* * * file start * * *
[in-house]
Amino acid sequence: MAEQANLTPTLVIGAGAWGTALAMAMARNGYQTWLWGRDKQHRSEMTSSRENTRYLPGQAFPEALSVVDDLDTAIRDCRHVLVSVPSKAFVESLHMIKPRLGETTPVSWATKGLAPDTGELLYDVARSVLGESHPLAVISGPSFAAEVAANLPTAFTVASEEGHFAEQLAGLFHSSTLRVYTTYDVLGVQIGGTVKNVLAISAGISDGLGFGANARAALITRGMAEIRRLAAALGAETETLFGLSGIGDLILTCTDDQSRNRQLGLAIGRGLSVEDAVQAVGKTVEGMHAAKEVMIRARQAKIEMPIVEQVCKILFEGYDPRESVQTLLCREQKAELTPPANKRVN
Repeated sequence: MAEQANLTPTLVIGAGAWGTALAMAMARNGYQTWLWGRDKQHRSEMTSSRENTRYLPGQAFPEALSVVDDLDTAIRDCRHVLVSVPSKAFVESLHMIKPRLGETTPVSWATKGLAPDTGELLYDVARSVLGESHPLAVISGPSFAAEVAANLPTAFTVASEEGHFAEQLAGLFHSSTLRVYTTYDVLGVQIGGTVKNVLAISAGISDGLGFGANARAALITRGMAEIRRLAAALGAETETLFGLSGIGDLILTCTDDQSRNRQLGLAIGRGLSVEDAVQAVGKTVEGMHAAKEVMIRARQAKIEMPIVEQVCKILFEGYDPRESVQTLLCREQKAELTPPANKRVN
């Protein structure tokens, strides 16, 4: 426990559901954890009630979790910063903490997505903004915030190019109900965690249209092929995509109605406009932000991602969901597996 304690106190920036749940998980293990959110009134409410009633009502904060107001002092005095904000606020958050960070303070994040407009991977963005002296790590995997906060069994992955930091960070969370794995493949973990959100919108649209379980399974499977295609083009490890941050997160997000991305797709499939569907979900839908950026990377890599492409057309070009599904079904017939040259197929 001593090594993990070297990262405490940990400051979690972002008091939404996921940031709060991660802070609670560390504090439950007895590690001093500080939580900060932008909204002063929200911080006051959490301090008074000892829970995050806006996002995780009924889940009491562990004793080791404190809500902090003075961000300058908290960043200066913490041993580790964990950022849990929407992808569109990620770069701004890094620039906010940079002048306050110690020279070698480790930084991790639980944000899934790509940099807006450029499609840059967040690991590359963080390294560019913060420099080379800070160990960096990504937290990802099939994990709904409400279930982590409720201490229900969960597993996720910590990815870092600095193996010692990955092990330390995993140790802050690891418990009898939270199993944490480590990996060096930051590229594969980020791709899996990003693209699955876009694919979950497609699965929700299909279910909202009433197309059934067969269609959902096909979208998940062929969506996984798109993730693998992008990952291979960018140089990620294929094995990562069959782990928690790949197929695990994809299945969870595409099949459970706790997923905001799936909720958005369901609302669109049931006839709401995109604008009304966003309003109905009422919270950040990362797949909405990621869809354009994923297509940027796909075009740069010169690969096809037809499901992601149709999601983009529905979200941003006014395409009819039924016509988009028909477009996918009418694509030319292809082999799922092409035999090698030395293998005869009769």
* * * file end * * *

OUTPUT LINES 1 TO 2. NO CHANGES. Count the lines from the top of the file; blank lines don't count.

[in-house]
Amino acid sequence: MAEQANLTPTLVIGAGAWGTALAMAMARNGYQTWLWGRDKQHRSEMTSSRENTRYLPGQAFPEALSVVDDLDTAIRDCRHVLVSVPSKAFVESLHMIKPRLGETTPVSWATKGLAPDTGELLYDVARSVLGESHPLAVISGPSFAAEVAANLPTAFTVASEEGHFAEQLAGLFHSSTLRVYTTYDVLGVQIGGTVKNVLAISAGISDGLGFGANARAALITRGMAEIRRLAAALGAETETLFGLSGIGDLILTCTDDQSRNRQLGLAIGRGLSVEDAVQAVGKTVEGMHAAKEVMIRARQAKIEMPIVEQVCKILFEGYDPRESVQTLLCREQKAELTPPANKRVN